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Commitment Over Talent

Triathlon is much more than swim, bike, run. Whether you are focusing on a Super Sprint, a Standard or an Iron Distance there are no quick fixes to meeting your potential. Of course, it helps greatly if you can run a sub 35 minute 10k or swim a 19 minute 1500m before you take up the sport, but talent in one discipline (or even all three) does not necessarily make a successful triathlete.

In the years that I have been coaching, I have been lucky enough to work with some really talented triathletes. What working with these athletes has taught me is that it is not those with the most talent who tend to make it to the top. You can interpret ‘top’ at any level you like, the principles are the same at a novice level, an age grouper level or an elite level. The athletes who excel within their club, their region, or their country show not only physical strength and ability, but importantly, they possess a mental aptitude for unwavering commitment.

These triathletes leave little to chance, their success is never by accident; it comes through careful planning, diligent training and a positive mental state.

They eat well, they sleep well and they listen to their bodies. Whilst having the latest gadget to boost performance may interest them they are secure in the knowledge that their potential for success goes much deeper. They are in it for the long term.

So what lessons can we learn from the behaviour of highly motivated, committed triathletes?

  1. Set your goals carefully for each season and make sure that these goals mean something to you. Choose a goal that is realistic based on the time you have available to train.

  2. Work backwards from your goals to build your training plan.

  3. Ensure that your plan is specific to you, your lifestyle and your ability - consider your sporting background, injury hisory, family commitments and the type of job you do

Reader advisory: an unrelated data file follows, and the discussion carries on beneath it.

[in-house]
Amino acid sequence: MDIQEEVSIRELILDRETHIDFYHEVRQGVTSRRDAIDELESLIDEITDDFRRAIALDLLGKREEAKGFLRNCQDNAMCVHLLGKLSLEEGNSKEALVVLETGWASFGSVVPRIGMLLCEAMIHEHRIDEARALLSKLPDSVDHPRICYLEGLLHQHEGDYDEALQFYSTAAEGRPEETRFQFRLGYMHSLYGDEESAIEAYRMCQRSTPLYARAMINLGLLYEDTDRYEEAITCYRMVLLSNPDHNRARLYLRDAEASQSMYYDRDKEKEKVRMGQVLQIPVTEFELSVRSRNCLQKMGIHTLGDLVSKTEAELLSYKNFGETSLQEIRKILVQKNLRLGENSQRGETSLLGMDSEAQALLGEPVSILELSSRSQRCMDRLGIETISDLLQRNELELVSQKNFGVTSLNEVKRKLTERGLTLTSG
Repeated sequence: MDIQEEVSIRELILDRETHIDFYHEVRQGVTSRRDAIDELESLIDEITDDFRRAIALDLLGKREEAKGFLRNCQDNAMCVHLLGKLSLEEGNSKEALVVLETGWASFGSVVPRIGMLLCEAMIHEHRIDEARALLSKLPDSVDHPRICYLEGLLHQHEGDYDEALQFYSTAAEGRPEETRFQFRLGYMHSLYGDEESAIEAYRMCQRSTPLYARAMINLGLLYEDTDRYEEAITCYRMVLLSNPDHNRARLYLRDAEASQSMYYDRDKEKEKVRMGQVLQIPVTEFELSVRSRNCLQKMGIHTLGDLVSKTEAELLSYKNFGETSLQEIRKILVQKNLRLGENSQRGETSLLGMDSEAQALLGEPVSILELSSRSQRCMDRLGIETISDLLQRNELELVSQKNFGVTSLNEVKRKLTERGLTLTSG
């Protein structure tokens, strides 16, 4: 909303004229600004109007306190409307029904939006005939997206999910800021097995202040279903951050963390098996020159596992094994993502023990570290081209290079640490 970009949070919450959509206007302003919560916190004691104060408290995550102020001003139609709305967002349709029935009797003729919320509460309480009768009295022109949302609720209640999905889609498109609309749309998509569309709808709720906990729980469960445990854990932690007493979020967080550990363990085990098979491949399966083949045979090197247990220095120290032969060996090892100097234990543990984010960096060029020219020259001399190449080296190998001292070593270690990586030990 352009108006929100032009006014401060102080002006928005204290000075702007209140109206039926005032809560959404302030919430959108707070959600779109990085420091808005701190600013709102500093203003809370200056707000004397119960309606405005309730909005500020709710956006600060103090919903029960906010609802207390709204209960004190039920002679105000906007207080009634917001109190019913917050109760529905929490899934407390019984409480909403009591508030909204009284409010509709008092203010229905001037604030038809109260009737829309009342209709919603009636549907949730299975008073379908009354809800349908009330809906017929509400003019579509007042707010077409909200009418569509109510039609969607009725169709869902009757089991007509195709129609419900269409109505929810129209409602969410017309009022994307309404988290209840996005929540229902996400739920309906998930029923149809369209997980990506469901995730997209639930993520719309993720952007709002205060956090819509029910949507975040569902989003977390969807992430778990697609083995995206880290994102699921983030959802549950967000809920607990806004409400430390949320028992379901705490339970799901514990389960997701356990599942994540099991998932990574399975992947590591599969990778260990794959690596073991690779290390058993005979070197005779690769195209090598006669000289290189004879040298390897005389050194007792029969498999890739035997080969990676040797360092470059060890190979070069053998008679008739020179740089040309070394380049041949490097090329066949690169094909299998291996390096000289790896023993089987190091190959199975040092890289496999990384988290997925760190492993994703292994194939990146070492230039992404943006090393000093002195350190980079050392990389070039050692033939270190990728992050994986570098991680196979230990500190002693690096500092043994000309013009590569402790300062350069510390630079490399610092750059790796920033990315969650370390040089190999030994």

4. Have trust your training plan!

  5. Regularly review where you are and if any changes are needed - enlist a coach or a 'critical friend' to help you.

  6. Join a club, get a coach, find friends to train with or get friends to follow you on Strava if you struggle to get out on your own. Feeling accountable to someone can be a powerful motivator.

  7. Ensure your family and friends underst.and your commitment to your goal

  8. Be self-aware – don’t over train, and protect yourself from injury.

  9. If you do get injured, seek professional advice.

  10. Work hardest on your weaknesses.

  11. Don’t get distracted or intimidated by others - believe in yourself

  12. Use positive self-talk when times get tough.

  13. Focus on the positives and not the negatives. Think about your desire for success, not your fear of failure.

  14. Prioritise health and recovery.

  15. Learn from each experience and come back each season fitter, faster and stronger!!!

Adapted from an article published in Triathlon Plus 2016, written by Kate Offord.

Kate is a BTF Level 3 Performance Coach, Co Owner of Smiling Tri Coach, Head Coach at Manchester Triathlon Club and Coach Educator at British Triathlon Federation.



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